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'It's time to rethink how we manage the cost of cash'

According to research firm McKinsey, the cost of cash — which represents 5–10% of a bank's overall operating cost — is rising, even as the use of cash is declining. According to Chris Chandler, CEO at Toronto-based Access Cash General Partnership, this means that "it's time to rethink how we manage the cost of cash" in the ATM business.

'It's time to rethink how we manage the cost of cash'

| by Suzanne Cluckey — Owner, Suzanne Cluckey Communications

According to the global research firm McKinsey & Company, the cost of cash — which represents 5–10% of a bank's overall operating cost — is rising, even as the use of cash is declining. 

According to Chris Chandler, CEO at Toronto-based Access Cash General Partnership, this means that "it's time to rethink how we manage the cost of cash."

"We believe that cash management is at a crossroads," Chandler said in a presentation at the ATM Industry Association US conference in late February. "Cash is going to be around for a long time. Banks therefore have to maintain cash services for customers. That's what they do."

Chandler said he sees two factors driving higher cash costs:

1) Traditional big systems and legacy processes 

"These are not bad systems or processes," he said. "The ATM channel has been a phenomenal source of customer satisfaction and it's been a phenomenal source of cost reductions at the banks."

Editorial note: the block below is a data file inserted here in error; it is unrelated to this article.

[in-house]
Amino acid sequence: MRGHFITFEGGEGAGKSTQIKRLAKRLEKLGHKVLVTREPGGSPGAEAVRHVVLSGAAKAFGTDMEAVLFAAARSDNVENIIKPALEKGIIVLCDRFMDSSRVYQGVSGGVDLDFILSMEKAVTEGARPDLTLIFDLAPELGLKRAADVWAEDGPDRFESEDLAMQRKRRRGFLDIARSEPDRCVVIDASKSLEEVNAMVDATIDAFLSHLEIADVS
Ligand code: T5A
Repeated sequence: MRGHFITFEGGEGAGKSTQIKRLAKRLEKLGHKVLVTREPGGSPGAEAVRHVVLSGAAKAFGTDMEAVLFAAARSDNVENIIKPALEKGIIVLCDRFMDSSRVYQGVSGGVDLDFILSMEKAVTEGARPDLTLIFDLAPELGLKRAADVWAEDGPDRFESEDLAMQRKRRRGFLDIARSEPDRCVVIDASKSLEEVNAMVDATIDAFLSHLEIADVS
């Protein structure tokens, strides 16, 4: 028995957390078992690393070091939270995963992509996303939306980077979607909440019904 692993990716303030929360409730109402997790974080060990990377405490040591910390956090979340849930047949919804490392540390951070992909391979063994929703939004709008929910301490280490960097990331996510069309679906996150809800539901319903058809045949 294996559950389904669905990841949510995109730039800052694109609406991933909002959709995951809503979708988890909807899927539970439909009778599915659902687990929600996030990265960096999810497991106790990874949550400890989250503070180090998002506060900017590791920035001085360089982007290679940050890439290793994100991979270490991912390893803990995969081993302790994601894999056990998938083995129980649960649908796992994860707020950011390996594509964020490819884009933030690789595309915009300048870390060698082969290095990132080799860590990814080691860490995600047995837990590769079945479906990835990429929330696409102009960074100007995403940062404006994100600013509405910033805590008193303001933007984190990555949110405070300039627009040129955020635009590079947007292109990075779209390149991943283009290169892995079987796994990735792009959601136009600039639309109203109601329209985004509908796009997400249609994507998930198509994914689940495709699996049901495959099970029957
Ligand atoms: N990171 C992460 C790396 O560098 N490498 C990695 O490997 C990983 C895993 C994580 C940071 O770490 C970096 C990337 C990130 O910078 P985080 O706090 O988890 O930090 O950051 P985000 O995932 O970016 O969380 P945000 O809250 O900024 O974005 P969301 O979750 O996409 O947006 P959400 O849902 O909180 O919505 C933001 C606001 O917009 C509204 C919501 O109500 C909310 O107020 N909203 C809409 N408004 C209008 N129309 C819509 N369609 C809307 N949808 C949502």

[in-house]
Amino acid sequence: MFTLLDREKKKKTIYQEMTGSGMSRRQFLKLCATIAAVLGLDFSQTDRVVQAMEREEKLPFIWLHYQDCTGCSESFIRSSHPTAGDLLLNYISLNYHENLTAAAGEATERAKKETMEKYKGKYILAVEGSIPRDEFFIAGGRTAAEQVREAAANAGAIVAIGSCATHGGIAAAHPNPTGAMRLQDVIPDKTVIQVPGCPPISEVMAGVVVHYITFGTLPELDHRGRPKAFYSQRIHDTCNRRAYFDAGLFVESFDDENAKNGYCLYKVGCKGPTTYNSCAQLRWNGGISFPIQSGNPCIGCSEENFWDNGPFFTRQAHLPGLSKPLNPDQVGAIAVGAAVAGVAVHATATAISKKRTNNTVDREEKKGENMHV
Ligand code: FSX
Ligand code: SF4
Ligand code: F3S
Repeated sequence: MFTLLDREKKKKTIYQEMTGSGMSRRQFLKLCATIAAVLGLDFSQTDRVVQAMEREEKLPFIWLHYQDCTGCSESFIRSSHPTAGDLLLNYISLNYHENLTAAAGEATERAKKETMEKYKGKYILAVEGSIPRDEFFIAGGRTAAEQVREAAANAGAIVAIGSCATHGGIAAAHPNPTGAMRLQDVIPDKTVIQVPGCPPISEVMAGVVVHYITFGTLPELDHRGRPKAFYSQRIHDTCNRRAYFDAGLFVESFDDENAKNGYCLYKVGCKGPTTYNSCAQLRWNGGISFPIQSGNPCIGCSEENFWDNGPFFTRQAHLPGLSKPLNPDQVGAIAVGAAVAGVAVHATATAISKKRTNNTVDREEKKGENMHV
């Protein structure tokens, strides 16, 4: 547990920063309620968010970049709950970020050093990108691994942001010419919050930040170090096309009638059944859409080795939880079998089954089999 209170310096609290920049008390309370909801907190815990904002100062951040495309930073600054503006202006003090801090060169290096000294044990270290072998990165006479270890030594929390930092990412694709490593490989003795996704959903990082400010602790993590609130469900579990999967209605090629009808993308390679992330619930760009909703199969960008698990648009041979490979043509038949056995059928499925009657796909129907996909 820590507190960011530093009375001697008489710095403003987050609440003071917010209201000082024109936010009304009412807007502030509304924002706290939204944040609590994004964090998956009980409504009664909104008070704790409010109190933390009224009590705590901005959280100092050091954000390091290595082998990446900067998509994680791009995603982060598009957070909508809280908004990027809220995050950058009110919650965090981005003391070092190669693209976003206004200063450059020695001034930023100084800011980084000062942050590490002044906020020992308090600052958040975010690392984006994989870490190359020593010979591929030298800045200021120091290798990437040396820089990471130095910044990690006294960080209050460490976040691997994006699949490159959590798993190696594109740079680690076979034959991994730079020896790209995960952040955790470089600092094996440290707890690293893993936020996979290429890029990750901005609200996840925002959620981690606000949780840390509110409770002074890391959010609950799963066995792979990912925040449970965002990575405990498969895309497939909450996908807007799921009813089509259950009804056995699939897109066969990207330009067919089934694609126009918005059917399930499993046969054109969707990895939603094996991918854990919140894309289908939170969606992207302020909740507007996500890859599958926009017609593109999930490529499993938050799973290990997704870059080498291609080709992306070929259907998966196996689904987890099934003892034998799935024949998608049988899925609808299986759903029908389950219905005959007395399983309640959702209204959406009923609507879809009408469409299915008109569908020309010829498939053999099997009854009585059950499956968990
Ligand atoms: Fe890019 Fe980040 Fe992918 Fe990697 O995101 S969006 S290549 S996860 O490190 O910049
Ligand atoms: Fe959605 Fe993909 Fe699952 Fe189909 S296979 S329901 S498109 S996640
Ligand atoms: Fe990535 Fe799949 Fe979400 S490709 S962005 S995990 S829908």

The question is whether legacy systems and processes will continue to work well, given that they are costly in terms of full-time employees and hours spent manually reconciling cash.

2) Idle cash

"McKinsey tells us that there's huge amounts of cash in the branch teller and ATM networks in excess of customer daily needs," Chandler said. And they go further to say that most banks don't even apply unearned interest or any kind of costs to this. So it's invisible. It's just cash that's out in the network."

To solve for these problems, banks have three options for increasing efficiency in their ATM cash cycle, according to Chandler: buy, configure and operate systems to manage their cash; have a third party buy, manage and configure software; or think about software as a service. 

"So what would that mean? That would be taking an existing system that is efficiently processing thousands of ATMs and simply adding your ATM data to [the SaaS system]," Chandler said. "That ATM data is not customer data. It's not cardholder data. It's 'How many transactions … what's the cash dispense … what's the error code from the ATM?' And so on. And this data can be put into existing platforms that are efficiently running this to dramatically lower costs and dramatically improve the results, the reconciliations, the timing, the visibility of data and so on."

Addressing cost drivers

A SaaS solution can address four cost drivers in the system, Chandler said: 

1) Cash forecasting and load reconciliation management